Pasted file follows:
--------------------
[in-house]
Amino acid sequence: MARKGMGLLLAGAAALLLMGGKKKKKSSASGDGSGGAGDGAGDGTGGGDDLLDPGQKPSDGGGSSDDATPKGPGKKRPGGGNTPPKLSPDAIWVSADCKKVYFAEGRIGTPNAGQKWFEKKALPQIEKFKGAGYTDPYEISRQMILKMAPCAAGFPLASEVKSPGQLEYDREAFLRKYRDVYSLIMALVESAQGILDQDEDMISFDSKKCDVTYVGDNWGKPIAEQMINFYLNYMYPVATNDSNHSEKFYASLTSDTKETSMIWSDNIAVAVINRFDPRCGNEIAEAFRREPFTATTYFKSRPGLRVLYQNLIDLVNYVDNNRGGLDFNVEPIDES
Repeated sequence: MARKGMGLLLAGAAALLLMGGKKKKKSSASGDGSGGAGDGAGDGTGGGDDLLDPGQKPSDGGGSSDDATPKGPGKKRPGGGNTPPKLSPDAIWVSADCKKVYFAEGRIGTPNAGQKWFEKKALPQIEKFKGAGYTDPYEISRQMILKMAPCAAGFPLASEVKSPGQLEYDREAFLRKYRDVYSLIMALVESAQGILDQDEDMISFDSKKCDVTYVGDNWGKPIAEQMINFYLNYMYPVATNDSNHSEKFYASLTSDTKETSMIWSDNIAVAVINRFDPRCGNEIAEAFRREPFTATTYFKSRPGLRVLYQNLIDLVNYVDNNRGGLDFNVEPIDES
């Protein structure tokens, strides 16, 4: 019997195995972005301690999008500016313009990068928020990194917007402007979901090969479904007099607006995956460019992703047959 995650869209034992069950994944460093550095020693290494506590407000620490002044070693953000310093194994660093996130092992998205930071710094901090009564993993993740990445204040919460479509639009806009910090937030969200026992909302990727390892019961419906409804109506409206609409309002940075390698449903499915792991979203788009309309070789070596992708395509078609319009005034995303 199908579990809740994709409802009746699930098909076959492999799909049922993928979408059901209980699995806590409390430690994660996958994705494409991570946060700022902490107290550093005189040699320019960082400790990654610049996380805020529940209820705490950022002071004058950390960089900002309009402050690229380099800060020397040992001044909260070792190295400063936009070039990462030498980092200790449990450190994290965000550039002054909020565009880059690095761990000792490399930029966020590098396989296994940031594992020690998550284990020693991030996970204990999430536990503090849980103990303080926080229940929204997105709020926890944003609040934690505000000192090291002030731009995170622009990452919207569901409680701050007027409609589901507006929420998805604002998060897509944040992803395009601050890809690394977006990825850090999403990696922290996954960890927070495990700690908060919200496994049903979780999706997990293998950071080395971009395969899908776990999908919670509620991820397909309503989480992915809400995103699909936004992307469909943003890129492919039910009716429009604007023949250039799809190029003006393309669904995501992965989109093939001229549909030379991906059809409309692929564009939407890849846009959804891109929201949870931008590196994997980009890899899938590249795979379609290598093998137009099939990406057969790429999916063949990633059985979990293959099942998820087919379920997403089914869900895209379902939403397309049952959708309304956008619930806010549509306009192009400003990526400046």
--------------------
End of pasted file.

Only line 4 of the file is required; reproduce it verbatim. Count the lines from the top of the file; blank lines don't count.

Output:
């Protein structure tokens, strides 16, 4: 019997195995972005301690999008500016313009990068928020990194917007402007979901090969479904007099607006995956460019992703047959 995650869209034992069950994944460093550095020693290494506590407000620490002044070693953000310093194994660093996130092992998205930071710094901090009564993993993740990445204040919460479509639009806009910090937030969200026992909302990727390892019961419906409804109506409206609409309002940075390698449903499915792991979203788009309309070789070596992708395509078609319009005034995303 199908579990809740994709409802009746699930098909076959492999799909049922993928979408059901209980699995806590409390430690994660996958994705494409991570946060700022902490107290550093005189040699320019960082400790990654610049996380805020529940209820705490950022002071004058950390960089900002309009402050690229380099800060020397040992001044909260070792190295400063936009070039990462030498980092200790449990450190994290965000550039002054909020565009880059690095761990000792490399930029966020590098396989296994940031594992020690998550284990020693991030996970204990999430536990503090849980103990303080926080229940929204997105709020926890944003609040934690505000000192090291002030731009995170622009990452919207569901409680701050007027409609589901507006929420998805604002998060897509944040992803395009601050890809690394977006990825850090999403990696922290996954960890927070495990700690908060919200496994049903979780999706997990293998950071080395971009395969899908776990999908919670509620991820397909309503989480992915809400995103699909936004992307469909943003890129492919039910009716429009604007023949250039799809190029003006393309669904995501992965989109093939001229549909030379991906059809409309692929564009939407890849846009959804891109929201949870931008590196994997980009890899899938590249795979379609290598093998137009099939990406057969790429999916063949990633059985979990293959099942998820087919379920997403089914869900895209379902939403397309049952959708309304956008619930806010549509306009192009400003990526400046």